while parts of being fat can be a shared experience with all fatties (airplane seats suck, people think we’re lazy, most restaurant booths are no fun), being fat is, on the whole, very different for everyone. we all bring our identities into a space (real or virtual).
i am white, educated, straight, cis-gendered, able-bodied, a US citizen, and English is my first language. These are my privileges and they have allowed me to walk through the world in a certain way. I am also fat, which has allowed/forced me to walk through the world in a certain way. I do not pretend that my fatness and my relationship with it is the same for other fat women. doing this blog, processing my own issues with my body as well as criticizing/examining society’s issues with my body is an exercise that is incredibly important to me and it is also something I am able to do because of my privilege and, equally perhaps more importantly, I experience it differently because of my privilege.
i may be treated more kindly than a woman of color who is fat or a person with a disability who is fat because i am societally acceptable in other ways (read – white, able-bodied, etc). i may be treated worse because, as Lesley states, society may choose to see me more than it chooses to see a woman of color.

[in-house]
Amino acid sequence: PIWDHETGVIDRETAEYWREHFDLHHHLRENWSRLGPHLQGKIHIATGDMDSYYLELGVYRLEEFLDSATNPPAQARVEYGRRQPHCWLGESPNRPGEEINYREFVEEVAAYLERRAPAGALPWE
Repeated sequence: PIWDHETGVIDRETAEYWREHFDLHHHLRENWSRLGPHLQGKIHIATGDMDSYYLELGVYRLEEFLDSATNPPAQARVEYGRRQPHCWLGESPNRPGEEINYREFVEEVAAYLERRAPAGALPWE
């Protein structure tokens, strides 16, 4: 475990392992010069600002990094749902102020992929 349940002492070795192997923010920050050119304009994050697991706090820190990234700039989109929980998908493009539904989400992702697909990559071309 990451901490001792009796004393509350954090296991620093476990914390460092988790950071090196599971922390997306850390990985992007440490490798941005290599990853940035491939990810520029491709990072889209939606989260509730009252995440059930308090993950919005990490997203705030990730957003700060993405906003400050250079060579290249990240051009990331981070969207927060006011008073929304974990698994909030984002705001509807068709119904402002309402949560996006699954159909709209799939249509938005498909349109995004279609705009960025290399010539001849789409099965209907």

In an absolutely fantastic post a couple of years ago, Tara Shuai likened the problems of the current fat acceptance movement with the second wave of feminism. She is right. She says,
Fat acceptance bloggers are guilty of the same sins of white feminism in that there is often a wholesale grouping of all fat people under the same oppression umbrella, with little or cursory examination of how things like race, class, sexuality, gender and gender presentation, ability, and age play into the fat equation. At minimum, folks in the fat acceptance movement need to take serious stock of their own position in the world, and how their privilege may be blockading their understanding of how other peoples’ experiences, identities, and embodiments change the way they experience their fat and how their fat is experienced by the world at large.
My hope is to do just that – to understand that my experience with being fat is my very own and is not indicative of how others may experience theirs.
Update: This was just posted at The Rotund and it’s great.